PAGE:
Getting to the zen of taxes
If you want to beat procrastination and make better long-term choices, you have to find a way to make your present self act in the best interest of your future self. Here are a few tips from some of our favorite scientists:
1. Visualize your future self
In a psychological study, one group of college students was shown images of their own faces, digitally altered to appear 50 years older. The second group was shown unaltered images of themselves. Those shown a glimpse of their future selves said they would allocate about 30% more money on average to their 401(K) than the students who were shown pictures of their current selves.
Magnus Herschfield, the pioneer of this study, concluded, “anything that we can do that will increase how concrete and salient our future self is – that’s the type of thing that can help us make better decisions.”
Takeaway: when it comes time to sit down and do your taxes, picture your debt-free self planning a vacation to some warm, exotic destination. It’ll help you power through. Alternatively, if you need a little help, or require a visual, try downloading an aging app on your phone, take a selfie, age yourself, and keep it handy in event of procrastination.
2. Use days as your unit of measurement
Psychologists Neil Lewis of the University of Michigan and Daphna Oyserman of the University of Southern California examined the dissonance between long term goals and short term behavior in a recent study published in Psychological Science. They found that if people considered far-off events from the perspective of days rather than months, or years, they acted more quickly.
In one of the studies, half of the participants were instructed to imagine they had a newborn child that would begin college in 18 years; the other half in 6,570 days. In alignment with the original hypothesis, “parents” who considered their “children’s” college from the perspective of “days” planned to start saving four times sooner than their counterparts planning from a “years” perspective.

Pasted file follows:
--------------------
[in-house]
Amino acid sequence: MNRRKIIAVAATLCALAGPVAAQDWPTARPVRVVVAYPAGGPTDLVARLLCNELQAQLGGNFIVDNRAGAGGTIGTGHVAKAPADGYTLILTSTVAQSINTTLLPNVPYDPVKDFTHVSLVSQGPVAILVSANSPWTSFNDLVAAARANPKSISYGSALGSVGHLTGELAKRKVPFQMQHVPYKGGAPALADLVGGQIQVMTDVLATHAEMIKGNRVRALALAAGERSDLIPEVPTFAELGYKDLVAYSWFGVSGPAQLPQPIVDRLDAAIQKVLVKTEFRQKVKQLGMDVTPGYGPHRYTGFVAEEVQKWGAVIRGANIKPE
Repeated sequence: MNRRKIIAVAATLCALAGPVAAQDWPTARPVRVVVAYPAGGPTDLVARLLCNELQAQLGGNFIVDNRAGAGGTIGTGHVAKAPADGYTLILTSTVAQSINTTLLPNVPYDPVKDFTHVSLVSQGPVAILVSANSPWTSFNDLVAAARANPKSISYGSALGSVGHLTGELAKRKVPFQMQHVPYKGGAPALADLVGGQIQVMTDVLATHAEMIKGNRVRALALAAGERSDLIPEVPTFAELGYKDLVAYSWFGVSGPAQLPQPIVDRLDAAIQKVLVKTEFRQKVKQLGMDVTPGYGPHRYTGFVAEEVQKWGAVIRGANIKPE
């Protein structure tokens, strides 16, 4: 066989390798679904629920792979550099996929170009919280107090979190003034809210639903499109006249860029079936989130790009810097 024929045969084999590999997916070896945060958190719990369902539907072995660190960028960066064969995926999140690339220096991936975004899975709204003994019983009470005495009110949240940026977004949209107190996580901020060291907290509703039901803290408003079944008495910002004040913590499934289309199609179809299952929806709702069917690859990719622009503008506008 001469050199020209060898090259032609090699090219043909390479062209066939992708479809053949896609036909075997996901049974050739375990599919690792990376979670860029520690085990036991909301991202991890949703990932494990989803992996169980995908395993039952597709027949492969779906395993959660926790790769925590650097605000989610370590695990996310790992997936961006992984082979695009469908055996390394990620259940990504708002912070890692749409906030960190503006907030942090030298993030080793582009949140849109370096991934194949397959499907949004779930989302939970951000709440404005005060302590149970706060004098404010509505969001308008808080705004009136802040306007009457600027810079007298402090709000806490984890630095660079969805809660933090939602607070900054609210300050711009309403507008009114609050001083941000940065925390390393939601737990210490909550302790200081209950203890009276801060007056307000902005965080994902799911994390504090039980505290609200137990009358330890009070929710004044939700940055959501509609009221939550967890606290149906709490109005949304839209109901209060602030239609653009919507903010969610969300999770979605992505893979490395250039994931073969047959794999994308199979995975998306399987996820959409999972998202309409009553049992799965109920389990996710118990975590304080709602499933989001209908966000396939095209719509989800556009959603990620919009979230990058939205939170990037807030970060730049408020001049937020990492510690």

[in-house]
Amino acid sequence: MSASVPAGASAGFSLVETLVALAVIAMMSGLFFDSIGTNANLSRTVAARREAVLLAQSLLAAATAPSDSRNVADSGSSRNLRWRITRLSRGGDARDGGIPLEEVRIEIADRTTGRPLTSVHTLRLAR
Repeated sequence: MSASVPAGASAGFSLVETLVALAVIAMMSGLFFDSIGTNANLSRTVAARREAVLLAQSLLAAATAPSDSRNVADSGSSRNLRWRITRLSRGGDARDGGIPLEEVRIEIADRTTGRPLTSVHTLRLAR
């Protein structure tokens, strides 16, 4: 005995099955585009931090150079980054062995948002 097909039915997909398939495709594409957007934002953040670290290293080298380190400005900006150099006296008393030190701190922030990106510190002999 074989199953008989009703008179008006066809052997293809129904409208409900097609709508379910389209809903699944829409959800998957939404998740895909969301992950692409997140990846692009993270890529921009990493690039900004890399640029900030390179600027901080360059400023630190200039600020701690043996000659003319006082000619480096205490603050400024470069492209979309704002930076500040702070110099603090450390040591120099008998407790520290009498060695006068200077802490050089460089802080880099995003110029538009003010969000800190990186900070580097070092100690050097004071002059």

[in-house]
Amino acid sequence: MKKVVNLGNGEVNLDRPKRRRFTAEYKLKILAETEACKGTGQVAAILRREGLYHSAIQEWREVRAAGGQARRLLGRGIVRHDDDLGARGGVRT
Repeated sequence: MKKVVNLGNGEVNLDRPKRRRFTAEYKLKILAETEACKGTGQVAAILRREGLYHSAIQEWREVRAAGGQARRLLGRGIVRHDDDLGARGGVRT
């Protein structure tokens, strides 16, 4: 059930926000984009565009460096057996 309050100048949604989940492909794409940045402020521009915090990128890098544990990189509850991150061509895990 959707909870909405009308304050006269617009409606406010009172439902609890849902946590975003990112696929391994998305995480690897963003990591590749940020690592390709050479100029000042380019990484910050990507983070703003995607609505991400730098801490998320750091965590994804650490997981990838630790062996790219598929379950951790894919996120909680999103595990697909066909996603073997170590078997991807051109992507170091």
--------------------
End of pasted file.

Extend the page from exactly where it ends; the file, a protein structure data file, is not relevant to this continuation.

Now let’s apply this to your income taxes. Here’s a schedule of all major tax due dates:
Next step: start a countdown! Our suggestion is to set a reminder each day that tells you the number of days you have left. Sound annoying? Try a weekly or monthly reminder, but just make sure to use days rather than weeks or months are your unit of measurement!
3. Automate the tasks you tend to procrastinate
Another way to get better at prioritizing your future self is to make it your default option. Saving is one of the biggest things people ignore when thinking about their future selves. Why save now when you can start planning your next vacay, or have that swanky dinner out with your friends? Inability to save is also a big reason people procrastinate taxes. When you owe the IRS a big chunk of change, it’s hard to fork over the cash, especially when you haven’t saved up. How to fix this?
“The lesson from behavioral economics is that people only save if it’s automatic,” said behavioral economist and Nobel Prize winner Richard Thaler. “If you want to help people accomplish some goal, make it easy.” Dan Ariely agrees. “We should just take [15, 20, or 25% of our salary] out of our paycheck directly, automatically, without paying attention. Put it into a different account, don’t think about it.”
Once you have a nice buffer in the bank, it’s a whole lot easier to pay your taxes on time. We like Prof. Ariely’s recommendation of automatically setting 15% aside each month; in addition, it’d be smart to set aside a small piece of any cash windfalls, or unexpected gains you may receive throughout the year – it may even come in the form of a tax return!
Fun facts: about eight out of every ten tax returns filed in 2013 got a refund and, according to The Conversation, there is an 85% chance you either owe nothing or will get money back, which gives you better odds that many state lotteries!
Another thing to “automate,” if you just cannot bring yourself to sit down and crunch the numbers, is the tax process itself. Long gone are the days of scribbling numbers down on a handful of IRS forms and schedules – there are tons of apps out there that’ll help you with filing your taxes and they are just getting better and better. Intuit’s TurboTax app and H&R Block’s mobile app are both great options, not to mention personally tested by some of us here at Lemonade HQ.
Taxes have never been faster or easier to check off your to-do list. It’s up to you to make a declaration, set a date, and when you feel that itch of procrastination creeping up, visualize your future self.